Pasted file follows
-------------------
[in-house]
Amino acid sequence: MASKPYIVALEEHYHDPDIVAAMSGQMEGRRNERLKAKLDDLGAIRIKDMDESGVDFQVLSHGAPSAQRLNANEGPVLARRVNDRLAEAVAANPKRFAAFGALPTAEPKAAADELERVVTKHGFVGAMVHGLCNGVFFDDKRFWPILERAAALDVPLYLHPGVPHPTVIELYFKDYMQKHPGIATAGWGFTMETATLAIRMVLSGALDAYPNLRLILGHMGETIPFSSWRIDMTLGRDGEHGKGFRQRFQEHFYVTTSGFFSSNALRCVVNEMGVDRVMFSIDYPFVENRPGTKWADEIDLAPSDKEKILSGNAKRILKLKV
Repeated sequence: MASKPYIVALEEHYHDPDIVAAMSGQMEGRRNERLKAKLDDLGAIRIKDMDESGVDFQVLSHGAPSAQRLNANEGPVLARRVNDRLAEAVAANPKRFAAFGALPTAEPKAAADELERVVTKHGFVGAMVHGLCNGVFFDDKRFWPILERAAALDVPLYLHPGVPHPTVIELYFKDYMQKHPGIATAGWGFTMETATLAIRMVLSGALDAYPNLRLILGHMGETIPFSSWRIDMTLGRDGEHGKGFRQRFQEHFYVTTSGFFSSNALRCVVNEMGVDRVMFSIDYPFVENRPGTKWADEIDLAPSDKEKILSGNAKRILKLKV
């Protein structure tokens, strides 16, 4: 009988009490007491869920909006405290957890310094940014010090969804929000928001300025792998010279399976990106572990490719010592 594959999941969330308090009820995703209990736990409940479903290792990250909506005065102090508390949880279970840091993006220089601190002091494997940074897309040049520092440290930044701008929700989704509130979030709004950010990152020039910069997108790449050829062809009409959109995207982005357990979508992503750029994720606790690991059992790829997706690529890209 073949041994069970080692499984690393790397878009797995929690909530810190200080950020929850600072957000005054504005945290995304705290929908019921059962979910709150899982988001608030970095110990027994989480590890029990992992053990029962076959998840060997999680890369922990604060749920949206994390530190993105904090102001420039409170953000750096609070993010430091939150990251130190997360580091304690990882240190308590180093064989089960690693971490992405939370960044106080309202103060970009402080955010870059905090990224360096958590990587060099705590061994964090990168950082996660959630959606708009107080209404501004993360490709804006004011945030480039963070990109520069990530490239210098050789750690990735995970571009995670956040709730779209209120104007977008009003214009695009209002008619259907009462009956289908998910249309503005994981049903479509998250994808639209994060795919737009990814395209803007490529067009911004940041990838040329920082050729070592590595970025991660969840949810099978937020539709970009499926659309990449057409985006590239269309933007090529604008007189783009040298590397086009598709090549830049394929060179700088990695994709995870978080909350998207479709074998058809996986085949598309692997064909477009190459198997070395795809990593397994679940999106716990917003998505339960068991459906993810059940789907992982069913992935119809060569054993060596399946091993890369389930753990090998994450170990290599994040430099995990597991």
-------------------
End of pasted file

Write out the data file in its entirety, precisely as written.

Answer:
[in-house]
Amino acid sequence: MASKPYIVALEEHYHDPDIVAAMSGQMEGRRNERLKAKLDDLGAIRIKDMDESGVDFQVLSHGAPSAQRLNANEGPVLARRVNDRLAEAVAANPKRFAAFGALPTAEPKAAADELERVVTKHGFVGAMVHGLCNGVFFDDKRFWPILERAAALDVPLYLHPGVPHPTVIELYFKDYMQKHPGIATAGWGFTMETATLAIRMVLSGALDAYPNLRLILGHMGETIPFSSWRIDMTLGRDGEHGKGFRQRFQEHFYVTTSGFFSSNALRCVVNEMGVDRVMFSIDYPFVENRPGTKWADEIDLAPSDKEKILSGNAKRILKLKV
Repeated sequence: MASKPYIVALEEHYHDPDIVAAMSGQMEGRRNERLKAKLDDLGAIRIKDMDESGVDFQVLSHGAPSAQRLNANEGPVLARRVNDRLAEAVAANPKRFAAFGALPTAEPKAAADELERVVTKHGFVGAMVHGLCNGVFFDDKRFWPILERAAALDVPLYLHPGVPHPTVIELYFKDYMQKHPGIATAGWGFTMETATLAIRMVLSGALDAYPNLRLILGHMGETIPFSSWRIDMTLGRDGEHGKGFRQRFQEHFYVTTSGFFSSNALRCVVNEMGVDRVMFSIDYPFVENRPGTKWADEIDLAPSDKEKILSGNAKRILKLKV
């Protein structure tokens, strides 16, 4: 009988009490007491869920909006405290957890310094940014010090969804929000928001300025792998010279399976990106572990490719010592 594959999941969330308090009820995703209990736990409940479903290792990250909506005065102090508390949880279970840091993006220089601190002091494997940074897309040049520092440290930044701008929700989704509130979030709004950010990152020039910069997108790449050829062809009409959109995207982005357990979508992503750029994720606790690991059992790829997706690529890209 073949041994069970080692499984690393790397878009797995929690909530810190200080950020929850600072957000005054504005945290995304705290929908019921059962979910709150899982988001608030970095110990027994989480590890029990992992053990029962076959998840060997999680890369922990604060749920949206994390530190993105904090102001420039409170953000750096609070993010430091939150990251130190997360580091304690990882240190308590180093064989089960690693971490992405939370960044106080309202103060970009402080955010870059905090990224360096958590990587060099705590061994964090990168950082996660959630959606708009107080209404501004993360490709804006004011945030480039963070990109520069990530490239210098050789750690990735995970571009995670956040709730779209209120104007977008009003214009695009209002008619259907009462009956289908998910249309503005994981049903479509998250994808639209994060795919737009990814395209803007490529067009911004940041990838040329920082050729070592590595970025991660969840949810099978937020539709970009499926659309990449057409985006590239269309933007090529604008007189783009040298590397086009598709090549830049394929060179700088990695994709995870978080909350998207479709074998058809996986085949598309692997064909477009190459198997070395795809990593397994679940999106716990917003998505339960068991459906993810059940789907992982069913992935119809060569054993060596399946091993890369389930753990090998994450170990290599994040430099995990597991």